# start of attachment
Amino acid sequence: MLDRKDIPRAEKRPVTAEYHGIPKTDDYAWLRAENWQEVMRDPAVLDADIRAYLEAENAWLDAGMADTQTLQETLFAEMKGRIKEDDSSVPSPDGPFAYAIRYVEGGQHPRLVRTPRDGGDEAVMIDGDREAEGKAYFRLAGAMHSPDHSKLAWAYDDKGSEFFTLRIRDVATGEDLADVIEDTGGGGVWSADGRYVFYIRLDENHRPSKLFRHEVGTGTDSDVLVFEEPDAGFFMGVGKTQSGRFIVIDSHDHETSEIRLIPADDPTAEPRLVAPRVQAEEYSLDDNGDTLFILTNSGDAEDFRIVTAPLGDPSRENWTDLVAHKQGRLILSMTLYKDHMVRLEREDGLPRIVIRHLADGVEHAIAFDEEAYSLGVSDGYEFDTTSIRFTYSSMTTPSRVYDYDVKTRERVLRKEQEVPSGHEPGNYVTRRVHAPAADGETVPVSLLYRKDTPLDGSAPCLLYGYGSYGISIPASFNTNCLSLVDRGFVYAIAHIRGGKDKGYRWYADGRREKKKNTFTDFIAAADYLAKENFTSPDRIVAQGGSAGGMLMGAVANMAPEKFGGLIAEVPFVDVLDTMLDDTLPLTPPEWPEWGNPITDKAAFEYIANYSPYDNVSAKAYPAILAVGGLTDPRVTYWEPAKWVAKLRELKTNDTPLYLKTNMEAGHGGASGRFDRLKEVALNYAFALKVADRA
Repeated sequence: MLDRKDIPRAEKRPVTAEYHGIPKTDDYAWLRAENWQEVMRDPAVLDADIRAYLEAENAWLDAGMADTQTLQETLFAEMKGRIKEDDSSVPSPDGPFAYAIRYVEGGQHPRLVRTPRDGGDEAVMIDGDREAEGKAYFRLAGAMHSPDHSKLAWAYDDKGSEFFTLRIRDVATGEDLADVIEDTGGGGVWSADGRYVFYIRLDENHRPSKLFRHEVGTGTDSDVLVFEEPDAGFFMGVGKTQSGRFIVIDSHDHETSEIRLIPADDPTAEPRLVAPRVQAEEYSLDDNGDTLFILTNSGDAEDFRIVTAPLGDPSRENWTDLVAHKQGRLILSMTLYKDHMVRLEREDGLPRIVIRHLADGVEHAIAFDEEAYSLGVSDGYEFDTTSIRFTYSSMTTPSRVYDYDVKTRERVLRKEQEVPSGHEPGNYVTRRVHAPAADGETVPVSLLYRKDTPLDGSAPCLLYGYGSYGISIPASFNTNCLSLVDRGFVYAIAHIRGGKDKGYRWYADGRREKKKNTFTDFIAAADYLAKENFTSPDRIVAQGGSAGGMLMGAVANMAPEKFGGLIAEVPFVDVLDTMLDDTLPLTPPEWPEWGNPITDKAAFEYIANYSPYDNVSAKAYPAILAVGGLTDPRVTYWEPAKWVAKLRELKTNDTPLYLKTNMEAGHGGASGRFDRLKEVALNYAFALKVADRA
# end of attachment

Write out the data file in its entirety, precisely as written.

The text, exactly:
Amino acid sequence: MLDRKDIPRAEKRPVTAEYHGIPKTDDYAWLRAENWQEVMRDPAVLDADIRAYLEAENAWLDAGMADTQTLQETLFAEMKGRIKEDDSSVPSPDGPFAYAIRYVEGGQHPRLVRTPRDGGDEAVMIDGDREAEGKAYFRLAGAMHSPDHSKLAWAYDDKGSEFFTLRIRDVATGEDLADVIEDTGGGGVWSADGRYVFYIRLDENHRPSKLFRHEVGTGTDSDVLVFEEPDAGFFMGVGKTQSGRFIVIDSHDHETSEIRLIPADDPTAEPRLVAPRVQAEEYSLDDNGDTLFILTNSGDAEDFRIVTAPLGDPSRENWTDLVAHKQGRLILSMTLYKDHMVRLEREDGLPRIVIRHLADGVEHAIAFDEEAYSLGVSDGYEFDTTSIRFTYSSMTTPSRVYDYDVKTRERVLRKEQEVPSGHEPGNYVTRRVHAPAADGETVPVSLLYRKDTPLDGSAPCLLYGYGSYGISIPASFNTNCLSLVDRGFVYAIAHIRGGKDKGYRWYADGRREKKKNTFTDFIAAADYLAKENFTSPDRIVAQGGSAGGMLMGAVANMAPEKFGGLIAEVPFVDVLDTMLDDTLPLTPPEWPEWGNPITDKAAFEYIANYSPYDNVSAKAYPAILAVGGLTDPRVTYWEPAKWVAKLRELKTNDTPLYLKTNMEAGHGGASGRFDRLKEVALNYAFALKVADRA
Repeated sequence: MLDRKDIPRAEKRPVTAEYHGIPKTDDYAWLRAENWQEVMRDPAVLDADIRAYLEAENAWLDAGMADTQTLQETLFAEMKGRIKEDDSSVPSPDGPFAYAIRYVEGGQHPRLVRTPRDGGDEAVMIDGDREAEGKAYFRLAGAMHSPDHSKLAWAYDDKGSEFFTLRIRDVATGEDLADVIEDTGGGGVWSADGRYVFYIRLDENHRPSKLFRHEVGTGTDSDVLVFEEPDAGFFMGVGKTQSGRFIVIDSHDHETSEIRLIPADDPTAEPRLVAPRVQAEEYSLDDNGDTLFILTNSGDAEDFRIVTAPLGDPSRENWTDLVAHKQGRLILSMTLYKDHMVRLEREDGLPRIVIRHLADGVEHAIAFDEEAYSLGVSDGYEFDTTSIRFTYSSMTTPSRVYDYDVKTRERVLRKEQEVPSGHEPGNYVTRRVHAPAADGETVPVSLLYRKDTPLDGSAPCLLYGYGSYGISIPASFNTNCLSLVDRGFVYAIAHIRGGKDKGYRWYADGRREKKKNTFTDFIAAADYLAKENFTSPDRIVAQGGSAGGMLMGAVANMAPEKFGGLIAEVPFVDVLDTMLDDTLPLTPPEWPEWGNPITDKAAFEYIANYSPYDNVSAKAYPAILAVGGLTDPRVTYWEPAKWVAKLRELKTNDTPLYLKTNMEAGHGGASGRFDRLKEVALNYAFALKVADRA